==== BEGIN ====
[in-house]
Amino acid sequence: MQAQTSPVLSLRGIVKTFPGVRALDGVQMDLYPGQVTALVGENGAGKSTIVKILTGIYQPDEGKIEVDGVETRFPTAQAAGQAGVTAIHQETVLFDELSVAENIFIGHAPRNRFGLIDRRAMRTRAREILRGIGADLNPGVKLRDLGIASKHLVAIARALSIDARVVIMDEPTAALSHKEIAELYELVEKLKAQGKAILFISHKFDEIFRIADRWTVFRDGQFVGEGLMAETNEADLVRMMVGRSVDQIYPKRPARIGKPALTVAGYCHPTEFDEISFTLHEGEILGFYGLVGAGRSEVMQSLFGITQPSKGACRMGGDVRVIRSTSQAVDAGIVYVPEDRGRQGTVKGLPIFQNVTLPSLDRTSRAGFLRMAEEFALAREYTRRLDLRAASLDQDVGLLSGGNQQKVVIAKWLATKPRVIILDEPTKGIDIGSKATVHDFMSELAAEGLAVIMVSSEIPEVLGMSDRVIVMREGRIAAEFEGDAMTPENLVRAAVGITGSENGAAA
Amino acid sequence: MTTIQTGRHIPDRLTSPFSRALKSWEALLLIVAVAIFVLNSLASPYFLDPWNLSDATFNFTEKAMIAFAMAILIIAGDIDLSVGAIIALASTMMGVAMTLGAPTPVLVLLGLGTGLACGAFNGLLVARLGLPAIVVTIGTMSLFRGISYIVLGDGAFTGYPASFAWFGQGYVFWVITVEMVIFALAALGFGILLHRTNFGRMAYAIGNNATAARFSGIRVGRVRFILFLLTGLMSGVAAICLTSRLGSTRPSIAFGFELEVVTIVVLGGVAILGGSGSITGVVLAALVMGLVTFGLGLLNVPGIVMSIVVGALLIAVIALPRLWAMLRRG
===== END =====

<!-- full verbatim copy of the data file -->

[in-house]
Amino acid sequence: MQAQTSPVLSLRGIVKTFPGVRALDGVQMDLYPGQVTALVGENGAGKSTIVKILTGIYQPDEGKIEVDGVETRFPTAQAAGQAGVTAIHQETVLFDELSVAENIFIGHAPRNRFGLIDRRAMRTRAREILRGIGADLNPGVKLRDLGIASKHLVAIARALSIDARVVIMDEPTAALSHKEIAELYELVEKLKAQGKAILFISHKFDEIFRIADRWTVFRDGQFVGEGLMAETNEADLVRMMVGRSVDQIYPKRPARIGKPALTVAGYCHPTEFDEISFTLHEGEILGFYGLVGAGRSEVMQSLFGITQPSKGACRMGGDVRVIRSTSQAVDAGIVYVPEDRGRQGTVKGLPIFQNVTLPSLDRTSRAGFLRMAEEFALAREYTRRLDLRAASLDQDVGLLSGGNQQKVVIAKWLATKPRVIILDEPTKGIDIGSKATVHDFMSELAAEGLAVIMVSSEIPEVLGMSDRVIVMREGRIAAEFEGDAMTPENLVRAAVGITGSENGAAA
Amino acid sequence: MTTIQTGRHIPDRLTSPFSRALKSWEALLLIVAVAIFVLNSLASPYFLDPWNLSDATFNFTEKAMIAFAMAILIIAGDIDLSVGAIIALASTMMGVAMTLGAPTPVLVLLGLGTGLACGAFNGLLVARLGLPAIVVTIGTMSLFRGISYIVLGDGAFTGYPASFAWFGQGYVFWVITVEMVIFALAALGFGILLHRTNFGRMAYAIGNNATAARFSGIRVGRVRFILFLLTGLMSGVAAICLTSRLGSTRPSIAFGFELEVVTIVVLGGVAILGGSGSITGVVLAALVMGLVTFGLGLLNVPGIVMSIVVGALLIAVIALPRLWAMLRRG